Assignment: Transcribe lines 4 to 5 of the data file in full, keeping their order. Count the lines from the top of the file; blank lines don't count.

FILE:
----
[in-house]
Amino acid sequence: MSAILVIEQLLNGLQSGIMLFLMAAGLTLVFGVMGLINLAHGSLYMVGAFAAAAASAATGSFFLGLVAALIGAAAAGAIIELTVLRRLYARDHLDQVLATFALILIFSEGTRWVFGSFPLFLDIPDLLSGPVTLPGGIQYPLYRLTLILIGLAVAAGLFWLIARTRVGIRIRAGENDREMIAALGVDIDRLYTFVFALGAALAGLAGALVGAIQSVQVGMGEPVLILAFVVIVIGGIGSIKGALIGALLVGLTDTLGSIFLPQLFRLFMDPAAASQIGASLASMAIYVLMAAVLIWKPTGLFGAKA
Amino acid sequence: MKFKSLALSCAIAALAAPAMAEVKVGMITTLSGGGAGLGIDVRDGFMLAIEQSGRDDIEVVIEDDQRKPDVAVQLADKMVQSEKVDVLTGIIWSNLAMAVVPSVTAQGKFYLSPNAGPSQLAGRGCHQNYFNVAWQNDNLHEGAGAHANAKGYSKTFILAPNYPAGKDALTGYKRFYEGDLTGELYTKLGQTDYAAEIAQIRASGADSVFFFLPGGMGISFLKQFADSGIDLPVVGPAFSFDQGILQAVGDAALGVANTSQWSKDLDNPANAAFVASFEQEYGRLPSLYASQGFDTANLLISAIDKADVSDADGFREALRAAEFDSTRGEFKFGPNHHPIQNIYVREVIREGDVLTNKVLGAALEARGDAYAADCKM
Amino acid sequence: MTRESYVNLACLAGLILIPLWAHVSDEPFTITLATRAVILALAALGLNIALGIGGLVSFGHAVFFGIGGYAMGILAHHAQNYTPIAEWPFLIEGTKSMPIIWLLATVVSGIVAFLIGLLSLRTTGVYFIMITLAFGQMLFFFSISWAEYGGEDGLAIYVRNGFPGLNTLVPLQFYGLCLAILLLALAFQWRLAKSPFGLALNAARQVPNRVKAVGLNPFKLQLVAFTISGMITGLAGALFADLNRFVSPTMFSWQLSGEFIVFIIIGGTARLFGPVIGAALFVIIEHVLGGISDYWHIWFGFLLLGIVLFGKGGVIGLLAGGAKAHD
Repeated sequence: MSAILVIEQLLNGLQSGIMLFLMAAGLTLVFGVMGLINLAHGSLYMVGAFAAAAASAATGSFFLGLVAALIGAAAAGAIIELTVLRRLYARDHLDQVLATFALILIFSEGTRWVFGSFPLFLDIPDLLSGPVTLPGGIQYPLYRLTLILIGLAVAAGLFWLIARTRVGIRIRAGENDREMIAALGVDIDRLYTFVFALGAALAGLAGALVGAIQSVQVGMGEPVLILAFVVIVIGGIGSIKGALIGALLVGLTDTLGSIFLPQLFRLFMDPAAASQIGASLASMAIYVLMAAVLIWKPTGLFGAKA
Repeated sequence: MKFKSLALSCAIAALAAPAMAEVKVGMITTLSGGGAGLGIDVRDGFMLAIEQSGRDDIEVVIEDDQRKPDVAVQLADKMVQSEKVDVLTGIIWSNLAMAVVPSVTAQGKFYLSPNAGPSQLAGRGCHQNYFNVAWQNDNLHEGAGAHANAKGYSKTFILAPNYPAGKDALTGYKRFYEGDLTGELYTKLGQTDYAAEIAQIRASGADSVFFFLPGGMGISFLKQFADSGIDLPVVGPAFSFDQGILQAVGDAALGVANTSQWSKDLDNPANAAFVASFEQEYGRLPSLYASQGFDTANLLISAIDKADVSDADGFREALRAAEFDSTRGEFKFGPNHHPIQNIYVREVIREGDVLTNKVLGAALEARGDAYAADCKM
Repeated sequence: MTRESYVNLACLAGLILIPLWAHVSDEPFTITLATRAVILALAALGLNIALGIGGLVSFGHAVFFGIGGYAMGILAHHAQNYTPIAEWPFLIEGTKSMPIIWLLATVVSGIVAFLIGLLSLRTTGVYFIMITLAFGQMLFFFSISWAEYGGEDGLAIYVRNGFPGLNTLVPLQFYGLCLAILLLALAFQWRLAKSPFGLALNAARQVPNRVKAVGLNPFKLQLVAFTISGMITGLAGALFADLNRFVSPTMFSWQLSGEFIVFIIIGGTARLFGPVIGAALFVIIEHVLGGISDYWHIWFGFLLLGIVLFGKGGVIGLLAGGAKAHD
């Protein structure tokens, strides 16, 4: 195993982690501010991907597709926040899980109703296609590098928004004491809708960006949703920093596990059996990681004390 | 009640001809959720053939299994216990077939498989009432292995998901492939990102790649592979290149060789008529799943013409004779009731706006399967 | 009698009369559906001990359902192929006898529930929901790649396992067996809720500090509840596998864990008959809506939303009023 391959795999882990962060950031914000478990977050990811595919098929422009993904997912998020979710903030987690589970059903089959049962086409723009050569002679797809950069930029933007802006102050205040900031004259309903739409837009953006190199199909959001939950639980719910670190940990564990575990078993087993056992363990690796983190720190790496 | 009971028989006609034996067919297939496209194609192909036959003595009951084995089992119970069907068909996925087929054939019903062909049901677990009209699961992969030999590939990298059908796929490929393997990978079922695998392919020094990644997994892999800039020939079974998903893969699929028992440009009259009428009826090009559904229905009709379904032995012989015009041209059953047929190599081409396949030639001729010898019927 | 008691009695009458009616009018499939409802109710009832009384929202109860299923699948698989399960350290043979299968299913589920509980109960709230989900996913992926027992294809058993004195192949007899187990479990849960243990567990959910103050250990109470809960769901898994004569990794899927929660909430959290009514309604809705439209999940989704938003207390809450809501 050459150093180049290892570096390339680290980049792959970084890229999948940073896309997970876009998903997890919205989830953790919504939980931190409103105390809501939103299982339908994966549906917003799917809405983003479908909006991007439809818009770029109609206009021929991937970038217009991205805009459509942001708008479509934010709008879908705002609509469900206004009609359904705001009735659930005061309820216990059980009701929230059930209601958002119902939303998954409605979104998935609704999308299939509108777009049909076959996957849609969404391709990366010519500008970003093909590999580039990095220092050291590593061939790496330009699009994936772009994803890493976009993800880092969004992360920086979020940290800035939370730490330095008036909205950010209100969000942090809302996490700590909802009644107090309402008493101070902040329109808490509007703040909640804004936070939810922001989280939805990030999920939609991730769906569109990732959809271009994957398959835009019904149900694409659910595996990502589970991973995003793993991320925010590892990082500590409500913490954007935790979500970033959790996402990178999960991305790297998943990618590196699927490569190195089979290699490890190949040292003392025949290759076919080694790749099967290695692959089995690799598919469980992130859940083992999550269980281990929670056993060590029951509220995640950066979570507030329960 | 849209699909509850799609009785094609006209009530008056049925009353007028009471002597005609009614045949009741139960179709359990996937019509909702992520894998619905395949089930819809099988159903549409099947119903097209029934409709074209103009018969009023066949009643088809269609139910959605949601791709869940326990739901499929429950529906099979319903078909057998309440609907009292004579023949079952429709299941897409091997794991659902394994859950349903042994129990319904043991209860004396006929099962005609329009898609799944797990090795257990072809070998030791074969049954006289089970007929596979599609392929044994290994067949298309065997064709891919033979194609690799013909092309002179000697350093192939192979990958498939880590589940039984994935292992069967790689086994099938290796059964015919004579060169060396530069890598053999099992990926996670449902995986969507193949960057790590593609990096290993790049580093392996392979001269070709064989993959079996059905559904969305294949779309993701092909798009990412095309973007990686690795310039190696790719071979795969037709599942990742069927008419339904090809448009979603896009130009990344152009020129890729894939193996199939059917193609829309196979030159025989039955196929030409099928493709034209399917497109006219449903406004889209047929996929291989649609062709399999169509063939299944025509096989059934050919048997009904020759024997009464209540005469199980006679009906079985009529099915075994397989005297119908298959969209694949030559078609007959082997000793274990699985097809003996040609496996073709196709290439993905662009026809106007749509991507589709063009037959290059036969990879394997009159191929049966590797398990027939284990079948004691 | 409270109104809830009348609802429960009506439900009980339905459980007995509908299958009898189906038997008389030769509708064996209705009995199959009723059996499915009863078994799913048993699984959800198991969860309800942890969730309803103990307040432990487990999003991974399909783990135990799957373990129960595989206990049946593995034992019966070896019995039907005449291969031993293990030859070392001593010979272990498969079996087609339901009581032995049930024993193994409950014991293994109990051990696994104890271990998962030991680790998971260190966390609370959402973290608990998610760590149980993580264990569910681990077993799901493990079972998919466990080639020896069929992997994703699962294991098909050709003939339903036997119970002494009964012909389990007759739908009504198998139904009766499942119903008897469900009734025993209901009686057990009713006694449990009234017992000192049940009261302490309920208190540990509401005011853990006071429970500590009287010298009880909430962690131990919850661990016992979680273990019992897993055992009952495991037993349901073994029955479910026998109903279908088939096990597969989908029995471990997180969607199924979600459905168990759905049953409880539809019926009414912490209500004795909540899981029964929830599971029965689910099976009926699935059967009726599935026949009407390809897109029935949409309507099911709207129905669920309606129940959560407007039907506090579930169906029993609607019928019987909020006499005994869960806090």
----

Amino acid sequence: MTRESYVNLACLAGLILIPLWAHVSDEPFTITLATRAVILALAALGLNIALGIGGLVSFGHAVFFGIGGYAMGILAHHAQNYTPIAEWPFLIEGTKSMPIIWLLATVVSGIVAFLIGLLSLRTTGVYFIMITLAFGQMLFFFSISWAEYGGEDGLAIYVRNGFPGLNTLVPLQFYGLCLAILLLALAFQWRLAKSPFGLALNAARQVPNRVKAVGLNPFKLQLVAFTISGMITGLAGALFADLNRFVSPTMFSWQLSGEFIVFIIIGGTARLFGPVIGAALFVIIEHVLGGISDYWHIWFGFLLLGIVLFGKGGVIGLLAGGAKAHD
Repeated sequence: MSAILVIEQLLNGLQSGIMLFLMAAGLTLVFGVMGLINLAHGSLYMVGAFAAAAASAATGSFFLGLVAALIGAAAAGAIIELTVLRRLYARDHLDQVLATFALILIFSEGTRWVFGSFPLFLDIPDLLSGPVTLPGGIQYPLYRLTLILIGLAVAAGLFWLIARTRVGIRIRAGENDREMIAALGVDIDRLYTFVFALGAALAGLAGALVGAIQSVQVGMGEPVLILAFVVIVIGGIGSIKGALIGALLVGLTDTLGSIFLPQLFRLFMDPAAASQIGASLASMAIYVLMAAVLIWKPTGLFGAKA